What has happened to our “startup culture”? We are hearing about how greed and focus on short term profit brought world’s financial system into the verge of a complete collapse but heard nothing about other financial institutions misbehavior. Although large banks and their bosses blamed for the problem and punished; better to say singled out, we see same symptoms in all other sectors of investment and business related echo system like VCs. As I mentioned before, VC world is also about to change. From early 2000 until mid 2008, VC industry transformed from a real vibrant business into a fat and blind profit driven industry. VCs were just throwing money into “potential” companies/ideas and wait outside the ring to see what is going to happen. It was not 80s or 90s and they were not Kleiner or Moritz who build the company with entrepreneurs. VCs were the real force behind exploding job creation during 80s and 90s, by supporting real entrepreneurs and creating real companies. Time is passed for partners who use pre-IPO family and friends options and huge bonuses to milk their own baby. It is time for LPs to take a close look at the VCs and really vet them. Clearly something went wrong in the last ten year in the VC industry, let’s fix it for the next ten years.
Looks like there is no happy ending in sight for VC market! For the third quarter of 2010 forty five funds raised less than $3 billions. “With funds sizes getting smaller and fewer firms raising money, we are experiencing a period of time in which venture capital investment is consistently outpacing fundraising, creating an industry that will be considerably smaller in the next decade” said Mark Heesen, president of the NVCA. As I mentioned before; it is not necessary all bad news. Last quarter Institutional Venture Partners XIII, L.P. raised $750 million followed Boston, Massachusetts-based Third Rock Ventures II, L.P., which raised $426 million. These two funds account for 35% of the total! There will be less money out there, but at the same time there will be more focused and experienced VCs with larger funds. This will helps entrepreneurs to work with more mature and experienced VCs with enough money to support them all the way to the exit. There is no time and room for VCs which didn’t perform and just burn money without adding any value in the past decade.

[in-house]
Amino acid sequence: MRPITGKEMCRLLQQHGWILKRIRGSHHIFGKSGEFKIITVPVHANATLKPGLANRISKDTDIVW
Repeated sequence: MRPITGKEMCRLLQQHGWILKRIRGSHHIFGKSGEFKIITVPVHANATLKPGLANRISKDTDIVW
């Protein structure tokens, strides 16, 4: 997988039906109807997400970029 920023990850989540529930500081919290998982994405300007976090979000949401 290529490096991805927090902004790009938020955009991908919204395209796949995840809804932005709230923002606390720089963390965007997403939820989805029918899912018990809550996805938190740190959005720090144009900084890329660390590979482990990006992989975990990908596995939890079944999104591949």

For me, product development is more of an external affair than an internal one. Defining a product can not happen in vacuum! I often come across companies with totally isolated verticals; R&D and Engineering groups. Although it may be OK for huge companies, for small and mid-size companies it will end up in total disaster. While the CTO and her/his group are dreaming about what is the real need out there, it is engineering and deployment groups really wrestling with customers, try to address their present and future needs. The usual line of defense; we bring R&D guys in the loop! Guys, it is not going to work. Product development is a constant struggle, it is a constant try and error procedure whether we like it or not. As I mentioned, in a small company, my product is my technology and my technology is my product. My VP of engineering is my CTO and my CTO is my VP of engineering. Split these and you will end up with a total disaster.
Venture-capital finance has contracted sharply. Looking at the numbers shows an ugly picture for VCs and start-ups looking to raise money in the near future. Last year venture-capital funds raised just $15 billion, half the average of the preceding four years.
But it is not all bad news. Amount of money raised in 2009 by VCs have reduced by 55% compare to 2007. But at the same time number of funds raised money reduced from 250 to 120! It shows we are ending up with fewer VCs but more solid and real producers. The funds could not raised money and probably will shut down their operations have already showed that their existence do not bring any value into the start-up world. Their previous investments were all not successful because these guys were not VCs at the first place. Being a VC is not just about raising money; it is about building an operation and a successful company with entrepreneurs.
During last couple of weeks, I received emails from my VC friends if I am aware of any job opportunity for them!!! Initially I thought it is joke or something; but no, they were serious. Venture capitalists are a breed in decline! Just 17 venture capital firms raised new funds in the third quarter of 2009, the smallest number of firms in any quarter since the third quarter of 1994, according to new data released by Thomson Reuters and the National Venture Capital Association (NVCA). While venture capital firms typically raise money every three or four years, and so a single quarter represents only a snapshot, the very small number of firms raising money (historically speaking) shows just how much of a crunch the industry is in right now.